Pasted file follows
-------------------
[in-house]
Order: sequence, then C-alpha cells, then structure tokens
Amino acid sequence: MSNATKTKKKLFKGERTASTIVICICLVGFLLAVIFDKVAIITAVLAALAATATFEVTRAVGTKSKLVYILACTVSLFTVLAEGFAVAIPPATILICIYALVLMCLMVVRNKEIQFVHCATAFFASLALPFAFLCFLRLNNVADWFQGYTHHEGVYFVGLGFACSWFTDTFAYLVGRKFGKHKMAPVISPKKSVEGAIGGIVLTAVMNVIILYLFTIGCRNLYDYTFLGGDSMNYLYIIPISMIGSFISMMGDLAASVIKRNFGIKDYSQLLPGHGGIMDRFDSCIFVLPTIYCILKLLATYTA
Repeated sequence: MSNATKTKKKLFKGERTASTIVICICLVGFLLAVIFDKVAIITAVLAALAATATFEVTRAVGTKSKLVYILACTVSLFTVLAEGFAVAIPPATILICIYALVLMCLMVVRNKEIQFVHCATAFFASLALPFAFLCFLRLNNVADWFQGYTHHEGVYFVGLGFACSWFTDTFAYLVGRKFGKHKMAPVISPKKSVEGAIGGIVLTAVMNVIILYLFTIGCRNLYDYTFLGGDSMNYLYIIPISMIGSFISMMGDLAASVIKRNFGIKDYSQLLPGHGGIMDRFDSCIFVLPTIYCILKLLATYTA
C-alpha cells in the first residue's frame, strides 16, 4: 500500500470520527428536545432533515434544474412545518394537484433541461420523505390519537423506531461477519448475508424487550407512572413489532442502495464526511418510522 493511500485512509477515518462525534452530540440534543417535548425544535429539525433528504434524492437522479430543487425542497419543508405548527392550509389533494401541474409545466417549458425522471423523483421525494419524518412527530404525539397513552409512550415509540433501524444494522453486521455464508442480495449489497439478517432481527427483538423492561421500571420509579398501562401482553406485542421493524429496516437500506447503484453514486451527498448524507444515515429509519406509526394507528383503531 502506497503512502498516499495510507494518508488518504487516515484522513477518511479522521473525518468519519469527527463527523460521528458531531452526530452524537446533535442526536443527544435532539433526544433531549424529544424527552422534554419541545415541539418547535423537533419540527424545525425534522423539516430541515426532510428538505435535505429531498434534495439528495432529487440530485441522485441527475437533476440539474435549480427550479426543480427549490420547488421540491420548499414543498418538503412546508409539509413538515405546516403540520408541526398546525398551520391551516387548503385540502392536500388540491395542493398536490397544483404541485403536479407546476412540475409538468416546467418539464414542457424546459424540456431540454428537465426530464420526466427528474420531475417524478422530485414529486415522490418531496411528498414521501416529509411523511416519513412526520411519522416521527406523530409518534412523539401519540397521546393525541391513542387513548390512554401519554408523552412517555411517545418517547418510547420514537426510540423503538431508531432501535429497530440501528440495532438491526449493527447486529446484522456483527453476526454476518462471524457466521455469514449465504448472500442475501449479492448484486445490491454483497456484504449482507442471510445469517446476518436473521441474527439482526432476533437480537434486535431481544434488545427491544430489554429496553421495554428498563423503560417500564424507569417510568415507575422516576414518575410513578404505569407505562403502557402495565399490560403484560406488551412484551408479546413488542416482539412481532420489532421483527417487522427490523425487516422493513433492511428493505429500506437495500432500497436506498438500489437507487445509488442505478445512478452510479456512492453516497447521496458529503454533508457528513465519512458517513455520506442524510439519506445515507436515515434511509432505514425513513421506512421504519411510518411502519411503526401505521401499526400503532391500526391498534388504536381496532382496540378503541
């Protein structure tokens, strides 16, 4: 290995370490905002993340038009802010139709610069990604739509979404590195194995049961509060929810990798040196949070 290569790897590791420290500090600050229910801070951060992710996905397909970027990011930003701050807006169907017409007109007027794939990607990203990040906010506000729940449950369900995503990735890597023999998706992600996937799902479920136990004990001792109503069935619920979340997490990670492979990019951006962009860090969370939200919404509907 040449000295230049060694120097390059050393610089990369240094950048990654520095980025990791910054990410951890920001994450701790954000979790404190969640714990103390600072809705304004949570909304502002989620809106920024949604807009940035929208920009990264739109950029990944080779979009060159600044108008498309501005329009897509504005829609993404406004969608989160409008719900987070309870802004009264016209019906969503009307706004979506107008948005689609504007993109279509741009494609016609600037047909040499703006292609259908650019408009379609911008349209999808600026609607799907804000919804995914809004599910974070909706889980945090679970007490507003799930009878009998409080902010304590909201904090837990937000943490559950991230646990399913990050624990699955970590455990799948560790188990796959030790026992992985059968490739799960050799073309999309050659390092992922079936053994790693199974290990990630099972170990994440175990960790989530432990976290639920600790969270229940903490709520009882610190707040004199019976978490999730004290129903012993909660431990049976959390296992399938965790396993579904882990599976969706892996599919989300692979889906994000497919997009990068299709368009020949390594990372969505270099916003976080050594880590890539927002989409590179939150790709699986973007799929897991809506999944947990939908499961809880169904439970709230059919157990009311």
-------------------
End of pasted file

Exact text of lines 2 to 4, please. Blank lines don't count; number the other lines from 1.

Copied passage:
Order: sequence, then C-alpha cells, then structure tokens
Amino acid sequence: MSNATKTKKKLFKGERTASTIVICICLVGFLLAVIFDKVAIITAVLAALAATATFEVTRAVGTKSKLVYILACTVSLFTVLAEGFAVAIPPATILICIYALVLMCLMVVRNKEIQFVHCATAFFASLALPFAFLCFLRLNNVADWFQGYTHHEGVYFVGLGFACSWFTDTFAYLVGRKFGKHKMAPVISPKKSVEGAIGGIVLTAVMNVIILYLFTIGCRNLYDYTFLGGDSMNYLYIIPISMIGSFISMMGDLAASVIKRNFGIKDYSQLLPGHGGIMDRFDSCIFVLPTIYCILKLLATYTA
Repeated sequence: MSNATKTKKKLFKGERTASTIVICICLVGFLLAVIFDKVAIITAVLAALAATATFEVTRAVGTKSKLVYILACTVSLFTVLAEGFAVAIPPATILICIYALVLMCLMVVRNKEIQFVHCATAFFASLALPFAFLCFLRLNNVADWFQGYTHHEGVYFVGLGFACSWFTDTFAYLVGRKFGKHKMAPVISPKKSVEGAIGGIVLTAVMNVIILYLFTIGCRNLYDYTFLGGDSMNYLYIIPISMIGSFISMMGDLAASVIKRNFGIKDYSQLLPGHGGIMDRFDSCIFVLPTIYCILKLLATYTA